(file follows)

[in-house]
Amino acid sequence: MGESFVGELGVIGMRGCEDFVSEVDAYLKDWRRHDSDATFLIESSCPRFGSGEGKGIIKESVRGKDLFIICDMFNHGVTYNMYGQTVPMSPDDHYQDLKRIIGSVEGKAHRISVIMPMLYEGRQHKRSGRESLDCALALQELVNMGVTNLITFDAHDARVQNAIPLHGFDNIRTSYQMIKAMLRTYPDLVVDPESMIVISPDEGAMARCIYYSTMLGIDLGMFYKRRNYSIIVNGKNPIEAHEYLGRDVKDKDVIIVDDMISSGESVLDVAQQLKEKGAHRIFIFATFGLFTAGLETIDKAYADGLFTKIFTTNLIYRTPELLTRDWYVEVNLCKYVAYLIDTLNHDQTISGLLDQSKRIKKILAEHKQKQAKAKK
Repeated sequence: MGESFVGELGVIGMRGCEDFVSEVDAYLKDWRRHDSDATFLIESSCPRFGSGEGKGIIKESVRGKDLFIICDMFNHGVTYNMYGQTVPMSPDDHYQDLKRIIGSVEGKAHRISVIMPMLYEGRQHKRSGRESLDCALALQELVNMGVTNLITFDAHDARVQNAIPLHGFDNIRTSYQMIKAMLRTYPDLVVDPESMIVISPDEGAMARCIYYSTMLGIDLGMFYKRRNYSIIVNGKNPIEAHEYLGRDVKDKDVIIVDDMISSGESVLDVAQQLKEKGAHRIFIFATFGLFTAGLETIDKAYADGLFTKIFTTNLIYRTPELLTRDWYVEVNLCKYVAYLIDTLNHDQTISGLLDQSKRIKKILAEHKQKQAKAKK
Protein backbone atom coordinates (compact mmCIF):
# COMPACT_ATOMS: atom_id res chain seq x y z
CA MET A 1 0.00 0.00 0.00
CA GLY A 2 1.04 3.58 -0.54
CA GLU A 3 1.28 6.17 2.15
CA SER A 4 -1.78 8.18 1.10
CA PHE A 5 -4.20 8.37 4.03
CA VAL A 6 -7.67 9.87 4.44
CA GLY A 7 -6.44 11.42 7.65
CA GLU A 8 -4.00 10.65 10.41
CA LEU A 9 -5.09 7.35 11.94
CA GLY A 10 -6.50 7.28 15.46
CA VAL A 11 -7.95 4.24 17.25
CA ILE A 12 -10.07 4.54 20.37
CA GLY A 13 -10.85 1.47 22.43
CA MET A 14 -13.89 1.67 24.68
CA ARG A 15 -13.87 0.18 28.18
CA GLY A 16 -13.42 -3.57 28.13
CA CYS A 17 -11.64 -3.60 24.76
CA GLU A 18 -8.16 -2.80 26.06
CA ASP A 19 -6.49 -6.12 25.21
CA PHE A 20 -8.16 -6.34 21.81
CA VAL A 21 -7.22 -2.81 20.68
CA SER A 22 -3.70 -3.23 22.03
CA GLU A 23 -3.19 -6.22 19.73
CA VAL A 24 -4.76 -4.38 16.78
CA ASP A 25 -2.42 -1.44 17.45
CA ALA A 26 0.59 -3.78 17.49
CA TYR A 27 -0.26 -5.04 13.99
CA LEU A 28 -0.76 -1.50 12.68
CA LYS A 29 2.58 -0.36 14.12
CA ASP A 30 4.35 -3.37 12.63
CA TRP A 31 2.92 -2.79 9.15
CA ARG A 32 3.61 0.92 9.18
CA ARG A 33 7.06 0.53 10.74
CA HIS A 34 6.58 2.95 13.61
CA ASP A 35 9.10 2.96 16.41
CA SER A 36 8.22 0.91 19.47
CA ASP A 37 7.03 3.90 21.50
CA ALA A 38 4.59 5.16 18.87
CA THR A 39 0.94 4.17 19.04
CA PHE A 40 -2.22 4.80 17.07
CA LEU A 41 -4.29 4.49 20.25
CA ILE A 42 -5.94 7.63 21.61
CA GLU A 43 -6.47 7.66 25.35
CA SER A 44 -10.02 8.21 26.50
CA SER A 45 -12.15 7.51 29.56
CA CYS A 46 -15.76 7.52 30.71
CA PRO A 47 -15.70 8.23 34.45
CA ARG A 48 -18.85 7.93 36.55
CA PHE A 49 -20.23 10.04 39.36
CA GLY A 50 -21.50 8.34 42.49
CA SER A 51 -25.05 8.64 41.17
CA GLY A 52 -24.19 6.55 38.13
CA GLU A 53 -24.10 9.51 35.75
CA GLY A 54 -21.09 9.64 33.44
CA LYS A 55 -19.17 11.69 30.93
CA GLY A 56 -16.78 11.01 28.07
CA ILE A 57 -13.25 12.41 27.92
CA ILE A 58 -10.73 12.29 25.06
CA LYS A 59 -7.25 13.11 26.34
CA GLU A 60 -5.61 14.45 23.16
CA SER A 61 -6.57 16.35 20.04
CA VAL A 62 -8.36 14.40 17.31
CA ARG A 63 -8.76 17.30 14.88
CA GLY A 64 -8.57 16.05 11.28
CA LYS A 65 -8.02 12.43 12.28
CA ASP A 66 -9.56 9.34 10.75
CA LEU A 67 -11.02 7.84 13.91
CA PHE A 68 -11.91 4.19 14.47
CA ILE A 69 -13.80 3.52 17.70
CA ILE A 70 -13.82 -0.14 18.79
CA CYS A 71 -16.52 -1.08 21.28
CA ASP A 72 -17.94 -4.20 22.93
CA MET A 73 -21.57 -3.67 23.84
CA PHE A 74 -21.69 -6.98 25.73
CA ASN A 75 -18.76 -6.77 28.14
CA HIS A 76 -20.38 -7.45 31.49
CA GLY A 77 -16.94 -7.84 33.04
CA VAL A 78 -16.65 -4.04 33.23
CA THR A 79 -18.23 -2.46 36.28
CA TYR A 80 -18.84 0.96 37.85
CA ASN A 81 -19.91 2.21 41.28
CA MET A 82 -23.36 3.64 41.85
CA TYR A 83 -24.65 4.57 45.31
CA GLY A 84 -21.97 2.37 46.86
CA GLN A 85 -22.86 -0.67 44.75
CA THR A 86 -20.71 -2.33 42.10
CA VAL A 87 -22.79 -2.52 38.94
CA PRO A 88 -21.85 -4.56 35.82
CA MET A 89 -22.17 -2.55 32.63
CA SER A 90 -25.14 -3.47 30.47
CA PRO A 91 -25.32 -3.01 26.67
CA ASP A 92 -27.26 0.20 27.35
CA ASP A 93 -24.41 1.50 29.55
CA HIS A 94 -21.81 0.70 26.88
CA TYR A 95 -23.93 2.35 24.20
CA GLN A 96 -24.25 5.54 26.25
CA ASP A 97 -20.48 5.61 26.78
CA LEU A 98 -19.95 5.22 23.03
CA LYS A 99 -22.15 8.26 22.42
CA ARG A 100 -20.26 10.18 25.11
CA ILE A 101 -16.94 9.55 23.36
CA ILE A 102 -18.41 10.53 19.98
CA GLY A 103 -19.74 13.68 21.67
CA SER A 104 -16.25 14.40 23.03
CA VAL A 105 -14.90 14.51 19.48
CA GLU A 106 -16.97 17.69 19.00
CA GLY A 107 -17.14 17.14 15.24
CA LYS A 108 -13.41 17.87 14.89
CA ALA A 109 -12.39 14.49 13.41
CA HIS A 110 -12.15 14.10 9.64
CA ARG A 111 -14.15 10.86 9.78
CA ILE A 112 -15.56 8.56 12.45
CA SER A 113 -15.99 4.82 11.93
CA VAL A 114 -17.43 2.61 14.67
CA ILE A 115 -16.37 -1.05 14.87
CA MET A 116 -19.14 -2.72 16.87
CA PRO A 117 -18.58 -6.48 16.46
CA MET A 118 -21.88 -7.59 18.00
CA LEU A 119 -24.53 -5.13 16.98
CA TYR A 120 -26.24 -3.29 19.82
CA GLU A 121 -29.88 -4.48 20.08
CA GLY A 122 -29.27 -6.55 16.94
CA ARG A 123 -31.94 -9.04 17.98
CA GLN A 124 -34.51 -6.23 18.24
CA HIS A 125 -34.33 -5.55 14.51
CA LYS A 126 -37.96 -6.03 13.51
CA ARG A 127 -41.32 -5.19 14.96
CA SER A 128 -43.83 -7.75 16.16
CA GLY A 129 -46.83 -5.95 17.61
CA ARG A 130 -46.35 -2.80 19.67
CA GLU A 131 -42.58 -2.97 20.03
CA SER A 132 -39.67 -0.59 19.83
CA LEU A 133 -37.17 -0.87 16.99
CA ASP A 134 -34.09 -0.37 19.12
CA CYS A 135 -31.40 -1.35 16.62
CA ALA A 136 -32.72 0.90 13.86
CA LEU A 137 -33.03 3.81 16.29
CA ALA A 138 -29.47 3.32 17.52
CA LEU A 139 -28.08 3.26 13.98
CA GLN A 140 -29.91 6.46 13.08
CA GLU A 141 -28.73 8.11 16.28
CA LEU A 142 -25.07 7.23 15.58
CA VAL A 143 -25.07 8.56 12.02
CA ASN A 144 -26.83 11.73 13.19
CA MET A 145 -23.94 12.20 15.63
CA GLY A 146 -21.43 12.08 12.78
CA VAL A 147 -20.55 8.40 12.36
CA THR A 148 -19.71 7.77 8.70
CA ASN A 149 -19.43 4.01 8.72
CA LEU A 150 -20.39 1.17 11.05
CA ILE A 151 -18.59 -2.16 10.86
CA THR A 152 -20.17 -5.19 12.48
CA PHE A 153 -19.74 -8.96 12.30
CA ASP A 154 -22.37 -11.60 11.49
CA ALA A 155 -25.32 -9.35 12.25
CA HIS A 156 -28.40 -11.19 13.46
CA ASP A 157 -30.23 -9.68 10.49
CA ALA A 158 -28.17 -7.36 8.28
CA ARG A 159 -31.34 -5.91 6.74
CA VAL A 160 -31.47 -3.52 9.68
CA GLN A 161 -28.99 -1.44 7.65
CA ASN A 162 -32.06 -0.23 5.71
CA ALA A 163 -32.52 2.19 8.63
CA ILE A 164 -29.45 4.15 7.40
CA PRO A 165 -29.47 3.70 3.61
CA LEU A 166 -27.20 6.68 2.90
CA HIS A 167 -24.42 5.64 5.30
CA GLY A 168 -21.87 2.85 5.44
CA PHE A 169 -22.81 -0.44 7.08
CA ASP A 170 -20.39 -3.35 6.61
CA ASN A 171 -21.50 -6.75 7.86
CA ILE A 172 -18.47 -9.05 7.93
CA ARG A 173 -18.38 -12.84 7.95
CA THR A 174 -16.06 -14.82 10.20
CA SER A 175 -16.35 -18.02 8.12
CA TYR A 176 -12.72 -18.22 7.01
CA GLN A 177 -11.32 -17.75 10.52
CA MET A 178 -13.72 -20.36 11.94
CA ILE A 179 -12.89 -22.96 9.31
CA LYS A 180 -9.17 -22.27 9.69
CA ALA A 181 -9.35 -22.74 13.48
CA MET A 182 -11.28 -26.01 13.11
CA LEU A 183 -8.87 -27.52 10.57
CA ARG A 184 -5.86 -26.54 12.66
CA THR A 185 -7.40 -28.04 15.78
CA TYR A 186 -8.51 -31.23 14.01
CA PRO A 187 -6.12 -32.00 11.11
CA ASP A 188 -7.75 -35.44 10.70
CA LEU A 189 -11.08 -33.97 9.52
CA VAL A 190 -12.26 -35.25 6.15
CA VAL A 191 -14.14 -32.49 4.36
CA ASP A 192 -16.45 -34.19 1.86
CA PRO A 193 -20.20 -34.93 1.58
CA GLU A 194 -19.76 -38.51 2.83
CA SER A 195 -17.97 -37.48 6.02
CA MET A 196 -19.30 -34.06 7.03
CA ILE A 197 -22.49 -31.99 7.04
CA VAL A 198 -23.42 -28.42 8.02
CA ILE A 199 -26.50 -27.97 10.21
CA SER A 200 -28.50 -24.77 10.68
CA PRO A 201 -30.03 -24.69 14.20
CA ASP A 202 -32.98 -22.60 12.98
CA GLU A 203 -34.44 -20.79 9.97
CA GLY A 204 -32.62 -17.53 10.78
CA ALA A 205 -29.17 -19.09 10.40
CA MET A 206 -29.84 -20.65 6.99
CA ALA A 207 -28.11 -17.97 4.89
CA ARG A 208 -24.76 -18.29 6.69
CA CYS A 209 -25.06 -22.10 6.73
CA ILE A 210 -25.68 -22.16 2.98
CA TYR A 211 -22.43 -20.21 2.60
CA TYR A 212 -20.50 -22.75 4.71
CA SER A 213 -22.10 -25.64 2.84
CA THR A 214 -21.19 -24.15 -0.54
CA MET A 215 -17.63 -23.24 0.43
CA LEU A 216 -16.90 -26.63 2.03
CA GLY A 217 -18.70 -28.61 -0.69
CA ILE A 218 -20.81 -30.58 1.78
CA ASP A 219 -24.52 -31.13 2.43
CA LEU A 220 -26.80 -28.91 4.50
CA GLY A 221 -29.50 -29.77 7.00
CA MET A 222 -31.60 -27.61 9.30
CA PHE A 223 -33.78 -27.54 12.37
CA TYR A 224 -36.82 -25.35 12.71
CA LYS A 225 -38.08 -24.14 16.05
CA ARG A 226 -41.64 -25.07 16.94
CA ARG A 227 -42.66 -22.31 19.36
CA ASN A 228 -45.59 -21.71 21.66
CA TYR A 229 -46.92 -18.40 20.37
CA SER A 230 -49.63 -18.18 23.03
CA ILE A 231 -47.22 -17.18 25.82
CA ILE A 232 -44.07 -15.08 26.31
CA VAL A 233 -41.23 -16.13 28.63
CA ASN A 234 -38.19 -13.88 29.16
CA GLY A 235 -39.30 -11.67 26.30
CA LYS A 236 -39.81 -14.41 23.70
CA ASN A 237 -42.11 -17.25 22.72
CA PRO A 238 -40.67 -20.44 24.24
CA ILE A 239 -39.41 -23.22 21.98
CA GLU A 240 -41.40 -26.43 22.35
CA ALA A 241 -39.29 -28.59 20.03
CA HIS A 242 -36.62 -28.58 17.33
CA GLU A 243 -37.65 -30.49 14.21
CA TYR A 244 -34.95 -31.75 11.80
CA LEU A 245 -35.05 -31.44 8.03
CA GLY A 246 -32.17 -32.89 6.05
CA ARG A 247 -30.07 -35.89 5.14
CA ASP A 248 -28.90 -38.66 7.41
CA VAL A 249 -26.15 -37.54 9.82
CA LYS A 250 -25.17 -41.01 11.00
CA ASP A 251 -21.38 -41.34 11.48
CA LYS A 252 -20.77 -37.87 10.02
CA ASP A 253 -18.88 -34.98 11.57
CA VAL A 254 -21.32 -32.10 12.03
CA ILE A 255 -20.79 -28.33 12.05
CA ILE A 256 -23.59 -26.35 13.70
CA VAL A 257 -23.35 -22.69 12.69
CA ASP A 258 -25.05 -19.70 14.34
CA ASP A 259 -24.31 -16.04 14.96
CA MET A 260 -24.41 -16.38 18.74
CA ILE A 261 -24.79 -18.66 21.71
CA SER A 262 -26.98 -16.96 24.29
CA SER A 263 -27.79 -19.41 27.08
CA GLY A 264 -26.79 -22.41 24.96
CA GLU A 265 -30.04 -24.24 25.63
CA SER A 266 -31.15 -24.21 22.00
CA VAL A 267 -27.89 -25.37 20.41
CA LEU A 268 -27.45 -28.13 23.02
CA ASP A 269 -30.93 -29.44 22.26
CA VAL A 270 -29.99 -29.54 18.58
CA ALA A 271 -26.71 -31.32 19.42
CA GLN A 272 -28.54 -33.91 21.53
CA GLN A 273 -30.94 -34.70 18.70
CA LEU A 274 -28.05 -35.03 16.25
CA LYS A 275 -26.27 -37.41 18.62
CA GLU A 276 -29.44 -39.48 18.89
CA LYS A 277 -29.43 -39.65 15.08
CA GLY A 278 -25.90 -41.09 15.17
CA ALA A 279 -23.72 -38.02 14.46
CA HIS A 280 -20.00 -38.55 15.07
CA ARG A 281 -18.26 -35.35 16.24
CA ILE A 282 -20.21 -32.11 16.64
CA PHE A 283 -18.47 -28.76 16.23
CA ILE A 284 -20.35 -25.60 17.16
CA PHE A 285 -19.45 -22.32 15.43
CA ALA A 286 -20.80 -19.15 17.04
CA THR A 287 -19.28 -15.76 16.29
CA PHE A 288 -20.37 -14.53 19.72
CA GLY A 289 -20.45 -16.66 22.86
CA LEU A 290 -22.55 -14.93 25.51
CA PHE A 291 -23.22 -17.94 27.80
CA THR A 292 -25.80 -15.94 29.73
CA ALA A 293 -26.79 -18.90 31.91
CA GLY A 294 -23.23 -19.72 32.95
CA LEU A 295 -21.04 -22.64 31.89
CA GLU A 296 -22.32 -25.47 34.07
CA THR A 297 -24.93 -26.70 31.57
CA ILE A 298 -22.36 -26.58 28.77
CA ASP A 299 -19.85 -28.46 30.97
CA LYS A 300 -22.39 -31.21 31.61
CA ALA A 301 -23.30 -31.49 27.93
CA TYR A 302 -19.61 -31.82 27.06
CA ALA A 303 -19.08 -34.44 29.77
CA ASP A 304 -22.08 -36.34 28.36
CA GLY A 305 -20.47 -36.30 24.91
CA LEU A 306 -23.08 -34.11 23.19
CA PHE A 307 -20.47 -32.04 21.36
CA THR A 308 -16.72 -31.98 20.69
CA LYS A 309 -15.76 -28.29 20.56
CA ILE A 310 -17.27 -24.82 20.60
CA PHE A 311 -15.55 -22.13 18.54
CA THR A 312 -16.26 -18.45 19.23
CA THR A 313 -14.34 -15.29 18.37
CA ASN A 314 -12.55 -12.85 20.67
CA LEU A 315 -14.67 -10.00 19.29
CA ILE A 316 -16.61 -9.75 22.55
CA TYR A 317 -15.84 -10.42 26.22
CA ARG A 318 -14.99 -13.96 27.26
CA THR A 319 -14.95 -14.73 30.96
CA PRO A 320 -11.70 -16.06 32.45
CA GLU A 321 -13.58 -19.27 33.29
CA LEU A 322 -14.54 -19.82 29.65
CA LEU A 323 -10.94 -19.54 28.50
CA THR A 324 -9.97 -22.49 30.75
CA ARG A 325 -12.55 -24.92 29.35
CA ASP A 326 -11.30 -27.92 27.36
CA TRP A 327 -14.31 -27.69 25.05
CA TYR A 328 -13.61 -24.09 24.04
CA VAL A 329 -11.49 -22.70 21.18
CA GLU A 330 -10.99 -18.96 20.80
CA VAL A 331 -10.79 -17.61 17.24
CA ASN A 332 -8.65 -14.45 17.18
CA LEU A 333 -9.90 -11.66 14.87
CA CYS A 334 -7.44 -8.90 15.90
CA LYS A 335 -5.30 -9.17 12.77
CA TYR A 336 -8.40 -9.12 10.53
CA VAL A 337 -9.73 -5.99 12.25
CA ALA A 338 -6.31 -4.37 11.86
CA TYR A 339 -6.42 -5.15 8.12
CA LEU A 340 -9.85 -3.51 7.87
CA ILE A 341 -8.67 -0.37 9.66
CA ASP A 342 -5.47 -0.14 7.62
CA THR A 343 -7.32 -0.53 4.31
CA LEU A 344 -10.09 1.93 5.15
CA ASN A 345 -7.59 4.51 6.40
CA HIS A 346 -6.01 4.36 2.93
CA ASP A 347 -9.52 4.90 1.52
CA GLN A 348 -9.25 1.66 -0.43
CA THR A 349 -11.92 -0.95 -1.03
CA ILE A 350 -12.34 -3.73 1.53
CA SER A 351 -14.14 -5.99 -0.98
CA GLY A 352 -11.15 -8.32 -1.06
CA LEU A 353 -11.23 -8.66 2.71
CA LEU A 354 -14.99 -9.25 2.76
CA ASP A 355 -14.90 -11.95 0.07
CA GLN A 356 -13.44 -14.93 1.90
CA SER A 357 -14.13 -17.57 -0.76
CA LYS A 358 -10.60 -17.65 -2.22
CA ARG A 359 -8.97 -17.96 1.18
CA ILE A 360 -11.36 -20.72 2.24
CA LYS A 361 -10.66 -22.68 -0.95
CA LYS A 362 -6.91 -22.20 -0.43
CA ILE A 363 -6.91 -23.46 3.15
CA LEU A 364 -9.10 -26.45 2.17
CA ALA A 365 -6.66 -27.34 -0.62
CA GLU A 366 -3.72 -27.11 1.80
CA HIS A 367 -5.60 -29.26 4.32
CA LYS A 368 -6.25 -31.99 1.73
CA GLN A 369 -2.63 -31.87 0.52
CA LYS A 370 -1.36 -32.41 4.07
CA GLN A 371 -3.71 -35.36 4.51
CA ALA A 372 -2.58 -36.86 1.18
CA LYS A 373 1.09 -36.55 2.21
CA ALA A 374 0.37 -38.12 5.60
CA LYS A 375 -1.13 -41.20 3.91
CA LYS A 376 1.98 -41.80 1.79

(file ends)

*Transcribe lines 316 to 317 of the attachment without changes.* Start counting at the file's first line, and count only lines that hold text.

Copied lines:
CA PHE A 311 -15.55 -22.13 18.54
CA THR A 312 -16.26 -18.45 19.23